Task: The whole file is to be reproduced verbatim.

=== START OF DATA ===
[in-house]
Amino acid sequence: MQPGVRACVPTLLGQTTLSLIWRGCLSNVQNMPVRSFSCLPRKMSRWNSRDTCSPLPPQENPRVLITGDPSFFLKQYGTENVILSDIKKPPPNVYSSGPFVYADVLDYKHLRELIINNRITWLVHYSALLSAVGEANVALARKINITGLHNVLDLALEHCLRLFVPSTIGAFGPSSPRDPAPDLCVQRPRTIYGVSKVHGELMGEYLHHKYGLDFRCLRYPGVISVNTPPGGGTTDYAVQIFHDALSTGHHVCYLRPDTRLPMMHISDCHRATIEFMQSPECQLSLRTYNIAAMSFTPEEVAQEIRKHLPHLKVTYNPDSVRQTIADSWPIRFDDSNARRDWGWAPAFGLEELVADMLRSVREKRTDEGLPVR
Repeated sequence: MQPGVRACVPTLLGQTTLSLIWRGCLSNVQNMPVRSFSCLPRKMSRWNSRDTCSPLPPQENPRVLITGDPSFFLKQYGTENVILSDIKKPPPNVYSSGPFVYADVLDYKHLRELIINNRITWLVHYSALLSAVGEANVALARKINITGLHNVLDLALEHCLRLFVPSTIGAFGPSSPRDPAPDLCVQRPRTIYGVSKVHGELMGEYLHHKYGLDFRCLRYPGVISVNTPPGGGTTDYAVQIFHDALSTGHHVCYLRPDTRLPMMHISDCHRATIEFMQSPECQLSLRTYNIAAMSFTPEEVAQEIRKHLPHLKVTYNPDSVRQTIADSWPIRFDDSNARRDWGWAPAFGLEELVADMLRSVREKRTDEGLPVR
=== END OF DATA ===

[in-house]
Amino acid sequence: MQPGVRACVPTLLGQTTLSLIWRGCLSNVQNMPVRSFSCLPRKMSRWNSRDTCSPLPPQENPRVLITGDPSFFLKQYGTENVILSDIKKPPPNVYSSGPFVYADVLDYKHLRELIINNRITWLVHYSALLSAVGEANVALARKINITGLHNVLDLALEHCLRLFVPSTIGAFGPSSPRDPAPDLCVQRPRTIYGVSKVHGELMGEYLHHKYGLDFRCLRYPGVISVNTPPGGGTTDYAVQIFHDALSTGHHVCYLRPDTRLPMMHISDCHRATIEFMQSPECQLSLRTYNIAAMSFTPEEVAQEIRKHLPHLKVTYNPDSVRQTIADSWPIRFDDSNARRDWGWAPAFGLEELVADMLRSVREKRTDEGLPVR
Repeated sequence: MQPGVRACVPTLLGQTTLSLIWRGCLSNVQNMPVRSFSCLPRKMSRWNSRDTCSPLPPQENPRVLITGDPSFFLKQYGTENVILSDIKKPPPNVYSSGPFVYADVLDYKHLRELIINNRITWLVHYSALLSAVGEANVALARKINITGLHNVLDLALEHCLRLFVPSTIGAFGPSSPRDPAPDLCVQRPRTIYGVSKVHGELMGEYLHHKYGLDFRCLRYPGVISVNTPPGGGTTDYAVQIFHDALSTGHHVCYLRPDTRLPMMHISDCHRATIEFMQSPECQLSLRTYNIAAMSFTPEEVAQEIRKHLPHLKVTYNPDSVRQTIADSWPIRFDDSNARRDWGWAPAFGLEELVADMLRSVREKRTDEGLPVR